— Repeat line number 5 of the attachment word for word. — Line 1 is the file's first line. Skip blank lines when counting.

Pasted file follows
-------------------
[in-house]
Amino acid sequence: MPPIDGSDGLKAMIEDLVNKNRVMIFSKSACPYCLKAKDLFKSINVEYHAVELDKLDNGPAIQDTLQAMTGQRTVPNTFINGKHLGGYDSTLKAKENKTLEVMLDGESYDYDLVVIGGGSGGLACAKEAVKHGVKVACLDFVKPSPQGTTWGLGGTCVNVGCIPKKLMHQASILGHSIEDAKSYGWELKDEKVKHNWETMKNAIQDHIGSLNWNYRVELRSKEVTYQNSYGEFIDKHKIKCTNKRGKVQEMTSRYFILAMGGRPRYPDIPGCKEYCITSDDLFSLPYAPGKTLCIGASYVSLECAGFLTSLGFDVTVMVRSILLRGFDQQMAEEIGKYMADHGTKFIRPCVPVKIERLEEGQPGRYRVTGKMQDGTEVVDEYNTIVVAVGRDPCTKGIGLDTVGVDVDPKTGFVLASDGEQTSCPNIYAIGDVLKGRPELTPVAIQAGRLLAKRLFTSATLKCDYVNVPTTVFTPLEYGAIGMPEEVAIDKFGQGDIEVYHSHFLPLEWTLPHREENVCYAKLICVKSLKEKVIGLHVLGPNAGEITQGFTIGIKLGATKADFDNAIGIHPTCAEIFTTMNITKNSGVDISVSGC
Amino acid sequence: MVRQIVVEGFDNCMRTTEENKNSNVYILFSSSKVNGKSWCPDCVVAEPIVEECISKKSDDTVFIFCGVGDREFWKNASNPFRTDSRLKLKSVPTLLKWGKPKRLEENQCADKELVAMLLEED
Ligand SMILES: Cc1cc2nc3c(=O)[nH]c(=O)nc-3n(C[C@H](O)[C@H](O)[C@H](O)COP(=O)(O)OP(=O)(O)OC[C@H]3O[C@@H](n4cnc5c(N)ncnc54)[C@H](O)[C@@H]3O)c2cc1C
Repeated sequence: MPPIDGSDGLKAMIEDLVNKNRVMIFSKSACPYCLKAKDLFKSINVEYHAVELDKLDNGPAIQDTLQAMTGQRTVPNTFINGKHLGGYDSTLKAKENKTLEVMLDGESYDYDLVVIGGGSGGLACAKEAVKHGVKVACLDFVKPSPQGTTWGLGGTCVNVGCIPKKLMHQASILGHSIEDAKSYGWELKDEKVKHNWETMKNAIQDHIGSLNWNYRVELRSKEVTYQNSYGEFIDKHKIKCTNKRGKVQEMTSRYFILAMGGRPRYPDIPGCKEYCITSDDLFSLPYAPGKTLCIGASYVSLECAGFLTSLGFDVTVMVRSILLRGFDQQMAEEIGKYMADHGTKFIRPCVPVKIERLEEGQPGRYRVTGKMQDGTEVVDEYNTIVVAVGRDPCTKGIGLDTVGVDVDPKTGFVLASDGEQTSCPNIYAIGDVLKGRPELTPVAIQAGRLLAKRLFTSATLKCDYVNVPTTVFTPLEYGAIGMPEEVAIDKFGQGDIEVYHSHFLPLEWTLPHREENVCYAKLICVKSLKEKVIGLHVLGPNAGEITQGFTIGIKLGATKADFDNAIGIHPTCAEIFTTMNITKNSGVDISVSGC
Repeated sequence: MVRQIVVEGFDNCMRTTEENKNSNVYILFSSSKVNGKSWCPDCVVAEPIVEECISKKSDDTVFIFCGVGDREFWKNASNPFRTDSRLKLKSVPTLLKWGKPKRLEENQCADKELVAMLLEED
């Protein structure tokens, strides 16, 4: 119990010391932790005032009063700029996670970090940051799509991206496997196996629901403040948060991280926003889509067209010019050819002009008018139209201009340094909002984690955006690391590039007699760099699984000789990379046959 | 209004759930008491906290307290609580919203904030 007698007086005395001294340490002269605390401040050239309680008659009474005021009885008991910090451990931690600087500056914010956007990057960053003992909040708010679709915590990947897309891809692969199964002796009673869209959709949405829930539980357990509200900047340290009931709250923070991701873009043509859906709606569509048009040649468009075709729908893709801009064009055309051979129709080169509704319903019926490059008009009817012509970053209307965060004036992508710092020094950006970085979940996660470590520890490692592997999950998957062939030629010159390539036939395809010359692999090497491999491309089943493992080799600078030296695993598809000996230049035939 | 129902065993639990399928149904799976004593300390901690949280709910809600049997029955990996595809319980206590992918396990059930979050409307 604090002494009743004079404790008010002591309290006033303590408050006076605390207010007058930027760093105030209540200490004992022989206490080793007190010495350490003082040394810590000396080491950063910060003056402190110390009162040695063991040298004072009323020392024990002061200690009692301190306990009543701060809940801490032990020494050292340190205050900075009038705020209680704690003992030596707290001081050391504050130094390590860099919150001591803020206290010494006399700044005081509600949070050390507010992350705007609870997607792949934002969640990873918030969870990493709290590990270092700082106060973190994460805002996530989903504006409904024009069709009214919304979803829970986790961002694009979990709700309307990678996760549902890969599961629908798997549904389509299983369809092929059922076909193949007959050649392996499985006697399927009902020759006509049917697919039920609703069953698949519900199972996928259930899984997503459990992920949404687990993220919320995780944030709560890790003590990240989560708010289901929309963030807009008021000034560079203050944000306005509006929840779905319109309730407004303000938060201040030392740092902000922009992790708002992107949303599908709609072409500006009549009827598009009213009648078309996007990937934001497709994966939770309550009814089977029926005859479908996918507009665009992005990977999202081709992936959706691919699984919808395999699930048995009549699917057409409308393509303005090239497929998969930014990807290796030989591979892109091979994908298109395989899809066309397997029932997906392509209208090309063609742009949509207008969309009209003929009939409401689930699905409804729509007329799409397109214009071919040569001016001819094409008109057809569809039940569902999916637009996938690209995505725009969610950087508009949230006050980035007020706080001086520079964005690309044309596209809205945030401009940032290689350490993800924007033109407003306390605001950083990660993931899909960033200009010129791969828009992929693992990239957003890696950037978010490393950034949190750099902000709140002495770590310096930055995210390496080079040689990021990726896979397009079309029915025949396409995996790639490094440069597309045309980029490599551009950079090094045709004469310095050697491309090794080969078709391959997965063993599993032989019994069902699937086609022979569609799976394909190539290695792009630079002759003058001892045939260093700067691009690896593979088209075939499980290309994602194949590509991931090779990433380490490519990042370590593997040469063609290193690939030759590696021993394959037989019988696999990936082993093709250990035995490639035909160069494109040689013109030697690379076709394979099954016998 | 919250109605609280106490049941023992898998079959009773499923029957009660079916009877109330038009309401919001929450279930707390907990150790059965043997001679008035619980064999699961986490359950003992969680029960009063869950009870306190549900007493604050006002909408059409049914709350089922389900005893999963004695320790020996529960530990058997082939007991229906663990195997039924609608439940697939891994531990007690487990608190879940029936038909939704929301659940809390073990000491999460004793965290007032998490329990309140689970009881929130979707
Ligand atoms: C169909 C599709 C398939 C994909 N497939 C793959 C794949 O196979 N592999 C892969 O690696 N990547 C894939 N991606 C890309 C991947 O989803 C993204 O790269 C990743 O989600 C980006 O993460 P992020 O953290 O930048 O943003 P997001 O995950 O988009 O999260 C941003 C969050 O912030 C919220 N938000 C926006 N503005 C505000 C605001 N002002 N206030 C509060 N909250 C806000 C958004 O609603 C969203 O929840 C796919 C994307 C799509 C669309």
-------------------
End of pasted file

Repeated sequence: MPPIDGSDGLKAMIEDLVNKNRVMIFSKSACPYCLKAKDLFKSINVEYHAVELDKLDNGPAIQDTLQAMTGQRTVPNTFINGKHLGGYDSTLKAKENKTLEVMLDGESYDYDLVVIGGGSGGLACAKEAVKHGVKVACLDFVKPSPQGTTWGLGGTCVNVGCIPKKLMHQASILGHSIEDAKSYGWELKDEKVKHNWETMKNAIQDHIGSLNWNYRVELRSKEVTYQNSYGEFIDKHKIKCTNKRGKVQEMTSRYFILAMGGRPRYPDIPGCKEYCITSDDLFSLPYAPGKTLCIGASYVSLECAGFLTSLGFDVTVMVRSILLRGFDQQMAEEIGKYMADHGTKFIRPCVPVKIERLEEGQPGRYRVTGKMQDGTEVVDEYNTIVVAVGRDPCTKGIGLDTVGVDVDPKTGFVLASDGEQTSCPNIYAIGDVLKGRPELTPVAIQAGRLLAKRLFTSATLKCDYVNVPTTVFTPLEYGAIGMPEEVAIDKFGQGDIEVYHSHFLPLEWTLPHREENVCYAKLICVKSLKEKVIGLHVLGPNAGEITQGFTIGIKLGATKADFDNAIGIHPTCAEIFTTMNITKNSGVDISVSGC